Ben Nicholson

Ben Nicholson was a key figure involved in several of the most important artistic groups and movements within British art of the twentieth century. His parents were both artists: William Nicholson and Mabel Pryde. He was married first to artist Winifred Nicholson in 1920 and then to famed sculptor Barbara Hepworth. The two of them worked together and influenced one another into the 1950s. He lived with Hepworth in St Ives, inspired by the landscape and by the other artists working there, until 1958. He was a member of the Seven and Five Society and the Unit One group, which was founded by Paul Nash. Therefore Nicholson was connected, both professionally and personally, to many of the vital figures of twentieth-century British art, becoming one himself. His artistic style, along with Henry Moore’s and Barbara Hepworth’s, is seen as the quintessence of British modernism.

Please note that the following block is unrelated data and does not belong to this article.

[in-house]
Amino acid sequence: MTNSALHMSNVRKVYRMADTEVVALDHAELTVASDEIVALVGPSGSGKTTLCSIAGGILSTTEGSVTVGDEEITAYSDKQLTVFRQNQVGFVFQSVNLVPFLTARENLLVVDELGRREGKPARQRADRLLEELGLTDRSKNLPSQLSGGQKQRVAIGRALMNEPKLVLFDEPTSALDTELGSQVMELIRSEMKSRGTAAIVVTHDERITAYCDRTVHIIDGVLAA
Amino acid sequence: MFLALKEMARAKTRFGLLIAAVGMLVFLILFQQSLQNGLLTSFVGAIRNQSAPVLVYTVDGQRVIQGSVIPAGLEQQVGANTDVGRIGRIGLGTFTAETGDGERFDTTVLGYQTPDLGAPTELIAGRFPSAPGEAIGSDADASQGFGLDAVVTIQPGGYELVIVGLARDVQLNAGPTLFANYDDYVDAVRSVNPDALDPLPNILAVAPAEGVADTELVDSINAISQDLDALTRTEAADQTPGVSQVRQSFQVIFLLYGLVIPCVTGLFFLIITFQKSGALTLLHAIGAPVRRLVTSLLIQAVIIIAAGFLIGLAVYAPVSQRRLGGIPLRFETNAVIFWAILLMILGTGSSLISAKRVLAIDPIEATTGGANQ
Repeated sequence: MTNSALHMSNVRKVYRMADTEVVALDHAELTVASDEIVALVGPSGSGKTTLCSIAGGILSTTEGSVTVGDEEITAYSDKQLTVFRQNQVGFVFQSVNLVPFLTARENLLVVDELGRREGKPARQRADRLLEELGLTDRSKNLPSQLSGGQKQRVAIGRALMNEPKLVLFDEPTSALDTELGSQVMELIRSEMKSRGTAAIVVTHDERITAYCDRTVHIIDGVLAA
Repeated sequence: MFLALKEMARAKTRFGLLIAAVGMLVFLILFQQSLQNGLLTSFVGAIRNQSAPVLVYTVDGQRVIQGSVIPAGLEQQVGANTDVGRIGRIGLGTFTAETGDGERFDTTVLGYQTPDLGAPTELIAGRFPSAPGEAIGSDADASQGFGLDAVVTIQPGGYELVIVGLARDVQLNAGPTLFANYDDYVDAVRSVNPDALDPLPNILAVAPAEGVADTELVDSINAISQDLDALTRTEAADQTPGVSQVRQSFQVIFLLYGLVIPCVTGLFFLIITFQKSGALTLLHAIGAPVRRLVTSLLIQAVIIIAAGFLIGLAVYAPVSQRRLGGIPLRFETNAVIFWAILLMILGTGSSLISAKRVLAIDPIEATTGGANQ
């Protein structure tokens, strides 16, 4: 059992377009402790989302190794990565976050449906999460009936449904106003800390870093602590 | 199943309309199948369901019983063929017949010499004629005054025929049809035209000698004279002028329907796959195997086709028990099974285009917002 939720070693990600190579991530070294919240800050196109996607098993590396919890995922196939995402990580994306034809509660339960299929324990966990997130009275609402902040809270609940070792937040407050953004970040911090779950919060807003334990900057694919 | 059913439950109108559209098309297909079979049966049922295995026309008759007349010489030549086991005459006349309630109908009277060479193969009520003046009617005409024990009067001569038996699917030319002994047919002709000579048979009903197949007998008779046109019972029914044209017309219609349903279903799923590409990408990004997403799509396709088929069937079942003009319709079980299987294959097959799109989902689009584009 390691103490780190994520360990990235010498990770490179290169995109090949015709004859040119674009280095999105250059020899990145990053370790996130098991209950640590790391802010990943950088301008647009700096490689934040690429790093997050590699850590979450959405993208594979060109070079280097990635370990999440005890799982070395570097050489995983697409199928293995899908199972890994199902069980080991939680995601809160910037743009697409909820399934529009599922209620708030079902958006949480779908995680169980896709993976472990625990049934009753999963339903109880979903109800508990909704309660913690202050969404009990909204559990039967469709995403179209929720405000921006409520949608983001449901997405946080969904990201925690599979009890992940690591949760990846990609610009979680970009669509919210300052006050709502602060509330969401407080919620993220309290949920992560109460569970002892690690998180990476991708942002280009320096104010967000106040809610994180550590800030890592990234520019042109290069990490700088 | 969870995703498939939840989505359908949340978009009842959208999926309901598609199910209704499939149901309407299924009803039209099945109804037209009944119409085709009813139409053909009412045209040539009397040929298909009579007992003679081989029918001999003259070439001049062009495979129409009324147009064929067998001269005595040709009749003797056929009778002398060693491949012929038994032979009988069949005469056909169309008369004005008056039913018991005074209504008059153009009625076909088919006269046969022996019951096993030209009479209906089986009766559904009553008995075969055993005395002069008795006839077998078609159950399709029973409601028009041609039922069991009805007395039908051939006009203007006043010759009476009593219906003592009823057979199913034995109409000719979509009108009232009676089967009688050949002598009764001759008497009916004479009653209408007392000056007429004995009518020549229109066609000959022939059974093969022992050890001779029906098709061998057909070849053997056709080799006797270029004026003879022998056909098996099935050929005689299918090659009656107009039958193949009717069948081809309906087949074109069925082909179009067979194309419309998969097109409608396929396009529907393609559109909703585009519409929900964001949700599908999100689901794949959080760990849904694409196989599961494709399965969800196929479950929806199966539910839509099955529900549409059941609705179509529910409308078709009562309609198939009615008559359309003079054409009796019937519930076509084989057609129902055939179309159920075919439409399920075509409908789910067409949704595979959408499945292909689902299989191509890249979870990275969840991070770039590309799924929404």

Nicholson is best known for his geometric, abstract paintings, reliefs sculptures, and prints. These primarily utilised simple shapes to convey the people and places around him. He was inspired not only by the British artists that he met but also by Piet Mondrian and Pablo Picasso, among others.


Nicholson studied at the Slade School of Fine Art. His first solo exhibition was at the Twenty-one Gallery in London in 1924. For his innovative work he received the first Guggenheim International painting prize in 1956. He won the international prize for painting at the São Paolo Bienal in 1957 and he was awarded the Order of Merit in 1968. There have been many retrospective exhibitions of his work, both during his life and posthumously.